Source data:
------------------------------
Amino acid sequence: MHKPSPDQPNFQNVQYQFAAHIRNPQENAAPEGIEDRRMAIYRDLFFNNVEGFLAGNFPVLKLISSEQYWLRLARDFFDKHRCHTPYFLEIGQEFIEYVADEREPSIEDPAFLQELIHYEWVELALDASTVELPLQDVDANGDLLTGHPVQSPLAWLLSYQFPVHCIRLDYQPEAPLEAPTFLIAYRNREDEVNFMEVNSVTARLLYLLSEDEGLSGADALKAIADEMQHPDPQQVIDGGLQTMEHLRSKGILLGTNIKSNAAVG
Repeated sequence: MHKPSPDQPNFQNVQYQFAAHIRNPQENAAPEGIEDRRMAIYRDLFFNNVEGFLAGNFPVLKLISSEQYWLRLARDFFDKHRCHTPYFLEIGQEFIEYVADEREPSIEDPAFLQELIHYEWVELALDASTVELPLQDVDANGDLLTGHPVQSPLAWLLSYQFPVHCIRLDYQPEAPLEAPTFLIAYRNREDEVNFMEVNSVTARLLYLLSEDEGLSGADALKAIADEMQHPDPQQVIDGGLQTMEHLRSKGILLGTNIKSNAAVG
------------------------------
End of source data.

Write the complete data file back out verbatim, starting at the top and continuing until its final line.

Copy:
Amino acid sequence: MHKPSPDQPNFQNVQYQFAAHIRNPQENAAPEGIEDRRMAIYRDLFFNNVEGFLAGNFPVLKLISSEQYWLRLARDFFDKHRCHTPYFLEIGQEFIEYVADEREPSIEDPAFLQELIHYEWVELALDASTVELPLQDVDANGDLLTGHPVQSPLAWLLSYQFPVHCIRLDYQPEAPLEAPTFLIAYRNREDEVNFMEVNSVTARLLYLLSEDEGLSGADALKAIADEMQHPDPQQVIDGGLQTMEHLRSKGILLGTNIKSNAAVG
Repeated sequence: MHKPSPDQPNFQNVQYQFAAHIRNPQENAAPEGIEDRRMAIYRDLFFNNVEGFLAGNFPVLKLISSEQYWLRLARDFFDKHRCHTPYFLEIGQEFIEYVADEREPSIEDPAFLQELIHYEWVELALDASTVELPLQDVDANGDLLTGHPVQSPLAWLLSYQFPVHCIRLDYQPEAPLEAPTFLIAYRNREDEVNFMEVNSVTARLLYLLSEDEGLSGADALKAIADEMQHPDPQQVIDGGLQTMEHLRSKGILLGTNIKSNAAVG